High Cholesterol in Children: Causes and How to Treat It

High cholesterol in children doesn't always indicate a problem. Find out about the causes and treatment in today's article.
High Cholesterol in Children: Causes and How to Treat It

Last update: 20 May, 2021

For many years high cholesterol was considered a serious health problem, both in children and adults. However, we now know that, in most cases, it’s not a cause for concern. If the individual maintains certain lifestyle habits and a healthy weight situation, it shouldn’t cause any lasting damage.

We also know that the role of diet in modulating cholesterol is limited. It’s true that there are foods and nutrients that can cause cholesterol levels to vary. Just the same, the impact won’t be excessive. However, if the individual combines an adequate diet with physical activity, they’ll obtain better results.

Junk food can cause high cholesterol.

Causes of high cholesterol

As mentioned, high cholesterol doesn’t always mean problems. An increase in these particles can be caused by genetic causes, by certain diet components, or by being overweight. However, it’s important to distinguish which type of lipoproteins are the most elevated.

In the case of an increase in HDL, there’s no need to worry too much. If the increase corresponds to LDL, then we’ll have to be more careful. The most frequent investigations suggest that any cardiovascular risk could derive from an increase in oxidized VLDL particles. These are found within the LDL pool.

For this reason, rather than aiming to reduce cholesterol as such, we should ensure that inflammation and oxidation processes are modulated to prevent the formation of atheromatous plaques.

How to influence high cholesterol in children?

It’s clear that, regardless of how concerning it may or may not be to have cholesterol above normal levels, there are a series of dietary guidelines that can improve the lipid profile. However, as we mentioned, the impact of these guidelines won’t be really significant unless we combine them with regular physical exercise.

The first thing to be clear about is that consuming saturated fat or dietary cholesterol doesn’t increase plasma lipoprotein levels. However, a regular intake of omega-3 fatty acids does increase HDL and decrease total cholesterol. A study in Clinical Cardiology provides evidence to this effect.

To ensure an adequate intake of these lipids, it’s essential to include oily fish, crude oils, and nuts in your regular diet. However, you should avoid subjecting these foods to aggressive cooking processes. Otherwise, the fats will transform into trans fats, which will have a negative impact on the lipid profile and cardiovascular risk.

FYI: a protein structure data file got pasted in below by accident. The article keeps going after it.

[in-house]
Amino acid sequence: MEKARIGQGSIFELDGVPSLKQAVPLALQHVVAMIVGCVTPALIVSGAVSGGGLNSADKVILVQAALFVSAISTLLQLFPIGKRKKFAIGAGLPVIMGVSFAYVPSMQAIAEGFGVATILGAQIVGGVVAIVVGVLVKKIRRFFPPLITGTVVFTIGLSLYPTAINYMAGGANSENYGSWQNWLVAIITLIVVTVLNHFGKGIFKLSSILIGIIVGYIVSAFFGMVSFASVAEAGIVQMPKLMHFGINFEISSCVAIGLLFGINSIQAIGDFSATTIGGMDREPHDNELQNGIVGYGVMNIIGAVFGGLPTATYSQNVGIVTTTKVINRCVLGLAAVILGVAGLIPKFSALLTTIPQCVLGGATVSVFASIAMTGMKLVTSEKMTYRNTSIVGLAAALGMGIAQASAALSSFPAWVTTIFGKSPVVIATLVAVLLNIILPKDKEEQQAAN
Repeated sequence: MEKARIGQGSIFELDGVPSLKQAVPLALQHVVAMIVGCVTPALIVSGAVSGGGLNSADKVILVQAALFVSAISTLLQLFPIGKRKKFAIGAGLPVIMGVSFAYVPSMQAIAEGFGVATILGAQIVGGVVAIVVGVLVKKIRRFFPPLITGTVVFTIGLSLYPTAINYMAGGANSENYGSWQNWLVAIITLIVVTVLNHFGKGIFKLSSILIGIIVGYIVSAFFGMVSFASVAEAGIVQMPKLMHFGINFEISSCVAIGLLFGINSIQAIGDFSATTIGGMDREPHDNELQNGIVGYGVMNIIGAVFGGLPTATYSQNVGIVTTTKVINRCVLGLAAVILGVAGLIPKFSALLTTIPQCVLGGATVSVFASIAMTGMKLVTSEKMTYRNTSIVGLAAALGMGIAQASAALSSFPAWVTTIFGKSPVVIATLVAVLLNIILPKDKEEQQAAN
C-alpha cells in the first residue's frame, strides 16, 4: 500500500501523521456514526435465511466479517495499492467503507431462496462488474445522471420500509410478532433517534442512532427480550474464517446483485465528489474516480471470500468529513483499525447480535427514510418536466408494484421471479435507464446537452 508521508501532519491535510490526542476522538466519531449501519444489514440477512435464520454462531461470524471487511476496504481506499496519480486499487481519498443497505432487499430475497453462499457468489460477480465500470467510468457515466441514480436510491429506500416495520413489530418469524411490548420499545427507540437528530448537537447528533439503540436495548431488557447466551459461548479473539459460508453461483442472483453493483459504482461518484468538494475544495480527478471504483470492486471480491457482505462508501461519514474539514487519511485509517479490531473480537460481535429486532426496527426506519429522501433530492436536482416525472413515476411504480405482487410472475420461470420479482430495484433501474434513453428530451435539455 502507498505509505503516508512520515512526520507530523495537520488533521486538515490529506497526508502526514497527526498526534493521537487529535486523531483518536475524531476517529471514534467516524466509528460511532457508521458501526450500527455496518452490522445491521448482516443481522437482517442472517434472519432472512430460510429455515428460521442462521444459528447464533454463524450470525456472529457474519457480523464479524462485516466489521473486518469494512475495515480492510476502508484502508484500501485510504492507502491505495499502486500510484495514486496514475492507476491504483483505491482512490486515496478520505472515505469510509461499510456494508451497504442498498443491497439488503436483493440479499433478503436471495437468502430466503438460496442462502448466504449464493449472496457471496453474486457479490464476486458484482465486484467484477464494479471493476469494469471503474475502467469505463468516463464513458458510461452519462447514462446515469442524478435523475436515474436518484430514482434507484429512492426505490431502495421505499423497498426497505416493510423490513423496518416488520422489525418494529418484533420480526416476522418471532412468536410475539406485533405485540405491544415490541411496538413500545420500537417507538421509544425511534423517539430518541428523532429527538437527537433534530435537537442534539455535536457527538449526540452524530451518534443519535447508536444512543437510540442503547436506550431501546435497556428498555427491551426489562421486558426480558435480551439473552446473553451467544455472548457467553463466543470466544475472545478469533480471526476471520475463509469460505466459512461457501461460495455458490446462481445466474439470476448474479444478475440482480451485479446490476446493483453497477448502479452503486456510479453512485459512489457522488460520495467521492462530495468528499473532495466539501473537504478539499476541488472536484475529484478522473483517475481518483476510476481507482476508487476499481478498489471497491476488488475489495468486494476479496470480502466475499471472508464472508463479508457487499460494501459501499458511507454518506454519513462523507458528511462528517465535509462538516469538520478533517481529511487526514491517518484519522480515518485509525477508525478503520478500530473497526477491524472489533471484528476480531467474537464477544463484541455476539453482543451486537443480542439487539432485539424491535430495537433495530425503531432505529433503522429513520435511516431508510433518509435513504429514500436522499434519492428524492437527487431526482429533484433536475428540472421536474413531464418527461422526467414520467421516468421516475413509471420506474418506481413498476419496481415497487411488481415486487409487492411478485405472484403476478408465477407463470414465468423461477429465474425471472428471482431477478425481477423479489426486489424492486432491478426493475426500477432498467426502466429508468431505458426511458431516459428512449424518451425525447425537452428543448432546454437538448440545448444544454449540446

Foods to avoid to reduce high cholesterol in children

In addition to favoring the intake of omega-3 fatty acids, there are certain products you should avoid in order to reduce high cholesterol in children. As mentioned above, trans-type lipids are harmful in this regard. We find them mainly in ultra-processed industrial products, fried, and battered foods.

When cooking food, it’s always preferable to use less aggressive methods such as grilling, baking, steaming, or cooking in water. You should also avoid grilling with charcoal, as it produces compounds that are toxic for the body.

Salmon, nuts, eggs, cheese, berries, and avocado.

At the same time, you need to stay away from the consumption of simple sugars as much as possible. These elements are capable of increasing the energetic value of the diet and of having an impact on metabolic health, promoting excess weight. Obesity can have a negative impact on plasma cholesterol, one of the main factors in lipid profile alterations.

High cholesterol in children isn’t always a problem

Before worrying about high cholesterol in children, take a look at the child’s body composition, diet, and lifestyle habits. If we’re talking about a child who’s slim, physically active, and includes fish and vegetables in their diet on a regular basis, there shouldn’t be anything to worry about.

However, when we’re talking about a subject with high exposure to ultra-processed foods, who’s also sedentary and doesn’t eat vegetables, the medium-term risk increases. However, the solution isn’t medication in most cases, but a change of habits.

All cited sources were thoroughly reviewed by our team to ensure their quality, reliability, currency, and validity. The bibliography of this article was considered reliable and of academic or scientific accuracy.

  • Rhoads JP, Major AS. How Oxidized Low-Density Lipoprotein Activates Inflammatory Responses. Crit Rev Immunol. 2018;38(4):333-342. doi: 10.1615/CritRevImmunol.2018026483. PMID: 30806246; PMCID: PMC6527110.
  • Nicholls SJ, Lincoff AM, Bash D, Ballantyne CM, Barter PJ, Davidson MH, Kastelein JJP, Koenig W, McGuire DK, Mozaffarian D, Pedersen TR, Ridker PM, Ray K, Karlson BW, Lundström T, Wolski K, Nissen SE. Assessment of omega-3 carboxylic acids in statin-treated patients with high levels of triglycerides and low levels of high-density lipoprotein cholesterol: Rationale and design of the STRENGTH trial. Clin Cardiol. 2018 Oct;41(10):1281-1288. doi: 10.1002/clc.23055. Epub 2018 Sep 28. PMID: 30125052; PMCID: PMC6489732.

This text is provided for informational purposes only and does not replace consultation with a professional. If in doubt, consult your specialist.